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Old 25th April 2006, 07:34 AM   #11
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Quite so, EC8010.

But then I would still have expected Harold Leak to have noticed some effect from that 1nF with whatever equipment he had, so what could it have been?

I have noticed on occasion a C9.C1 network used to take over capacitively so to speak from R18.R4 (using the Leak circuit designations), ostensibly to swamp other undesirable capacitive effects from wiring or whatever. It also seemed an early attempt at the phase-lead-input-lag kind of feedback equalisation as opposed to the Cdom kind (R.C over the first anode load). This Leak does rather suffer from the input ECC83 Miller effect, curtailing loop gain early at h.f. (which is why I am not in favour of using this tube for inputs - but that is another subject).

But all that does not work here. One can also frown at the relatively long lengths of wiring used in the low impedance side of the feedback where C1 is supposed to act. (You would not build your medium wave radio with such leads.) So ........

Regards and thanks for your input.
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Old 25th April 2006, 07:46 AM   #12
SY is offline SY  United States
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May I toss out a hypothesis about the 1nF based on no evidence other than the results that Johan has reported? I'd guess that it is to allow the spec sheet to show the amplifier to be flat to 20kHz. The ringing is a consequence of trying to extend the high end to make the specs be competitive. No doubt the designer felt that the sonic consequence was minimal...
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Old 25th April 2006, 08:24 AM   #13
EC8010 is offline EC8010  United Kingdom
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I've just been leafing through Kevin Spicer's "Firsts in High Fidelity" book that is a history of Leak (interesting book by the way) in the hope of picking up a clue and I also reread this thread. Spicer reports that Leak had extremely long loudspeaker cables to allow stability testing and it occurs to me that they would be a good aerial. Perhaps the purpose of that 1nF capacitor was to shunt any RF picked up by the aerial that might overload the (ludicrously sensitive) input stage and be demodulated?

Regarding SY's hypothesis, I noticed that the original TL12 amplifier was expected to be flat 20Hz - 20kHz +/-0.1dB. I would expect that to have been a very tricky measurement using 50s and early 60s test equipment...
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Old 25th April 2006, 11:17 PM   #14
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SY,

Ye-e-e-s - but the amp easily reaches 20 KHz although the loop gain is 3 dB down at about 14 KHz. (That can be moved up by decreasing input serie resistor R2 from 22K to 3,3K or so as said previously.) As said C1 does nothing until way out of the audio range. The time constant with R4=100 ohms is at 1,6 MHz! (although phase influence shows earlier, but still at quite over 100 KHz). Nevertheless a very valid remark.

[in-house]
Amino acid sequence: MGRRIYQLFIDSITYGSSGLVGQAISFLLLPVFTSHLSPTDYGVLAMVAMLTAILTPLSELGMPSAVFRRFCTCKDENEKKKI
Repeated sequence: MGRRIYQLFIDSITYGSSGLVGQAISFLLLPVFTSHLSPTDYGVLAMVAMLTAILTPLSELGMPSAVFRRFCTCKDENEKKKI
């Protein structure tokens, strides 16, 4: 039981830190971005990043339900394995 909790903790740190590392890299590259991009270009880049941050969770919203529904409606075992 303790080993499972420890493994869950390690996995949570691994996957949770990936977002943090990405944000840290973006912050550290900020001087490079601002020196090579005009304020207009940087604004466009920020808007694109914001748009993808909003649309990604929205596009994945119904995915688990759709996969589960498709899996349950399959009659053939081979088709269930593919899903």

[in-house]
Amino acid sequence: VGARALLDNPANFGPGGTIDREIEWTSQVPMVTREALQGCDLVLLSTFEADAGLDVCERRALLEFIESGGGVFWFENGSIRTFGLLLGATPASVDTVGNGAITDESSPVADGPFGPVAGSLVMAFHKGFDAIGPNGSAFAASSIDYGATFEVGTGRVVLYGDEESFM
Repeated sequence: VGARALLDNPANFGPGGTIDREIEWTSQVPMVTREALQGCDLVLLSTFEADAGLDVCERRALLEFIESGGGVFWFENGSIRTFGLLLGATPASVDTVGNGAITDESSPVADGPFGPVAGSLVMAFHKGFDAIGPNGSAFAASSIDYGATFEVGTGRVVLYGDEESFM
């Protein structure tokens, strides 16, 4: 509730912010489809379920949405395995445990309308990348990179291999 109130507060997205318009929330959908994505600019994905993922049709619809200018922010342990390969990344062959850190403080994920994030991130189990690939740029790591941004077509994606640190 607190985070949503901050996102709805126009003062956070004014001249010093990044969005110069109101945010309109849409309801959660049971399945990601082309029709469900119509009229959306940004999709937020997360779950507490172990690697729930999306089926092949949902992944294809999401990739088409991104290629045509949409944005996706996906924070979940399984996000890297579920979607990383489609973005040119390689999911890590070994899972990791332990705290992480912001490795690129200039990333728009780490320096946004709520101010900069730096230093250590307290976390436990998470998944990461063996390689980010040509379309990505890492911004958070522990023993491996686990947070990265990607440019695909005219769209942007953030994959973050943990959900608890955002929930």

EC8010,

I did not think of that. The amp is still here and I will try to see if I can induce any rf effects. I think your remark is probably close. Then I would very much like to have a look at the Kevin Spicer book. I would imagine it is out of print, but can you kindly give the publisher, please?

Also, thanks to both for not picking up on my error regarding the phase-lead-input-lag remark! I was staring blind at the present C1 and forgot that it goes to common. For input lag it of course needs to go cathode-grid instead (with a much lower value).

Regarding the +/- 0,1 dB: If one should measure at 5Vp output (about 1W into 15 ohm), such a difference would show an output of 5,06Vp; indeed a tricky measurement; if by scope not much more than the scope trace width those days. I presume a vacuum tube voltmeter with a big meter face could show that, but then how did you determine that the VTVM is accurate to that degree in the first place?! Paper started to be patient a long time ago.

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Old 26th April 2006, 04:55 AM   #15
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They had AC voltmeters in those days. VTVM technology.
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Old 26th April 2006, 07:40 AM   #16
EC8010 is offline EC8010  United Kingdom
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It would have been nice if I had got the author's name right. "Firsts in High Fidelity" Stephen Spicer. Audio Amateur Press. (2001) I looked on the audioXpress site but couldn't find it. Amazon (UK) claimed to be able to get it, but at the princely sum of 68.70! Looks like you may have to go to Alibris.
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Old 27th April 2006, 12:27 AM   #17
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Much obliged.
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Old 27th April 2006, 08:10 AM   #18
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Stone Audio (www.stoneaudio.co.uk) are still advertising the book at its original price of 24.95.
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Old 27th April 2006, 12:37 PM   #19
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Hi Johan,
Partsconnexion has it at $29.95 US here You have to click on the books tab at the bottom of the page. It's under "Vacuum Tube Audio Book".

-Chris
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Old 28th April 2006, 04:30 PM   #20
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It's a very entertaining book, well written, factual, detailed.. I recommend it highly.
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